A Review of Pizza Hut’s Nostalgia Pizza
Have you ordered your free Pizza Hut Book It! Alumni nostalgia pizza yet?
I ordered mine last night, and will provide a thoughtful and nuanced review of the experience.
First: the nearest Pizza Hut is a 30-minute walk away, which meant that by the time I got back to my apartment with the pizza, it was cold. That, in itself, is no big deal—but before I put the pizza in the microwave to warm it up, I took a bite of one of the chilled slices.
The overwhelming flavor? Grease. Not even the warm, oozing kind: the cold kind, the kind that’s taken up residence, like dust, in all the corners.
I heated up my pizza and plated it alongside a green salad and a glass of wine. After all, I am no longer a child, and I was determined to enjoy my Personal Pan Pizza like an adult.
The pizza tasted a bit like grease and a bit like black olives and a bit like chew, like the activity of eating it dominated the rest of the experience. It did not taste like happy memories of going to Pizza Hut with my family. It did not taste like reading Five Children and It for the first time. It tasted like a microwaved pizza that I ate alone, with a glass of wine and a green salad, while watching Luther on Amazon Prime.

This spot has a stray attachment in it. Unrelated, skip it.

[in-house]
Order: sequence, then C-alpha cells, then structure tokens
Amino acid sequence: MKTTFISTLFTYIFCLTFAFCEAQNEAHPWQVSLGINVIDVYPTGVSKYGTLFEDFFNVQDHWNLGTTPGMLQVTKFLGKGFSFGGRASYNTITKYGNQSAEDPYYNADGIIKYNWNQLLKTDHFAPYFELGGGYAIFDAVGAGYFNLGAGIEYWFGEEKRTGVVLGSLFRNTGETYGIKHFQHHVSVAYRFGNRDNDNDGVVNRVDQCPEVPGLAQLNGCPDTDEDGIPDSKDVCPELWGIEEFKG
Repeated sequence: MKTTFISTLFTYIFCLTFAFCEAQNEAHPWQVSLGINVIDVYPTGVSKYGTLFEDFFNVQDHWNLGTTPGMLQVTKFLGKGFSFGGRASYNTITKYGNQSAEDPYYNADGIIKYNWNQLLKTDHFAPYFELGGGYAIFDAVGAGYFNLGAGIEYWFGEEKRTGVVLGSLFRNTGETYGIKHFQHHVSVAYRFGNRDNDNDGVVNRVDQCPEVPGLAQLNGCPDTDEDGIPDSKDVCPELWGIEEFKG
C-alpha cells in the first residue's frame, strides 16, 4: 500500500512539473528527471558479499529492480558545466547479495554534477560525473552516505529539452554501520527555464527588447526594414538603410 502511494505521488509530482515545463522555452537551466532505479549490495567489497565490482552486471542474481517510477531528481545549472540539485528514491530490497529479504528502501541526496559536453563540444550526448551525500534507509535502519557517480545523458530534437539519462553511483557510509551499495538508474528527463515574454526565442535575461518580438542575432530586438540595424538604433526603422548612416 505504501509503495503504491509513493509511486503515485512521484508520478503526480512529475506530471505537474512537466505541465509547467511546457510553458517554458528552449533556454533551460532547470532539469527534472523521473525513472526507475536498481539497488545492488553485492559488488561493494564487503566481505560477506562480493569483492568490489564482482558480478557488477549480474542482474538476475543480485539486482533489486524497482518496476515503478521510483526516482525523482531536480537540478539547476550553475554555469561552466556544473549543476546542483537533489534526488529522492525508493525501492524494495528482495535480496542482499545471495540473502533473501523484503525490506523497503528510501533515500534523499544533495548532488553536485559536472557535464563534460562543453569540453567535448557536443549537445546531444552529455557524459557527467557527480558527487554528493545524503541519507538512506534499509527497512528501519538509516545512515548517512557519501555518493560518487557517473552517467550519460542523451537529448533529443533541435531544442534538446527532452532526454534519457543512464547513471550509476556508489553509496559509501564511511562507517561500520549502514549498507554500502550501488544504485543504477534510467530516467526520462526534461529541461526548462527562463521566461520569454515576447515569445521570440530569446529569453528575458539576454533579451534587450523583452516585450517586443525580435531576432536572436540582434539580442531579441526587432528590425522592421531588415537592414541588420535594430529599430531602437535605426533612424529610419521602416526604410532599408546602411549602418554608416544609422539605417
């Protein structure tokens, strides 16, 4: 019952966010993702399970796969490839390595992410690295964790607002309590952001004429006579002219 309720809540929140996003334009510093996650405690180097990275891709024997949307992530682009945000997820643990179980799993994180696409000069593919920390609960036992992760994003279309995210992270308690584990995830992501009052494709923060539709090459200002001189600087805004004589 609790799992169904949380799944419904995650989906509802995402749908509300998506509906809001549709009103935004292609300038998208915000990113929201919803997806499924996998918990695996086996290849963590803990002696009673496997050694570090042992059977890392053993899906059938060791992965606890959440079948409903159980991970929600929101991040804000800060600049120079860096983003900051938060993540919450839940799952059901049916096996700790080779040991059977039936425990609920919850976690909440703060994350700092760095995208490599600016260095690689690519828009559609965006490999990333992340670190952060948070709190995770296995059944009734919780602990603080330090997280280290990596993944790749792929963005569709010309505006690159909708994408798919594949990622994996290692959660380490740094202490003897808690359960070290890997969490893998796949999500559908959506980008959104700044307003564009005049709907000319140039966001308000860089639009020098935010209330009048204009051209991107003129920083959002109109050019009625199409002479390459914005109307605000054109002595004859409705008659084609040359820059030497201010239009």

If there’s one thing that The Sound of Music taught me, it’s that indigestion is a wonderful new world.
And so the nostalgia of eating this pizza continued for the next few hours.
And, unfairly, by 11 p.m. I was hungry again. My stomach was growling at the same time that it was trying to figure out what it had eaten for dinner and how to apply acid to it.
So I had a small handful of almonds, because lady magazines tell me that all my problems can be solved by a small handful of almonds.
And then I went to bed.
I’m really glad that Pizza Hut had the Book It! Alumni program, because I loved doing Book It! as a child and I’m excited about anything that inspires people to talk about books and reading.
But I think the actual pizza should be best left to the favorable haze of memory.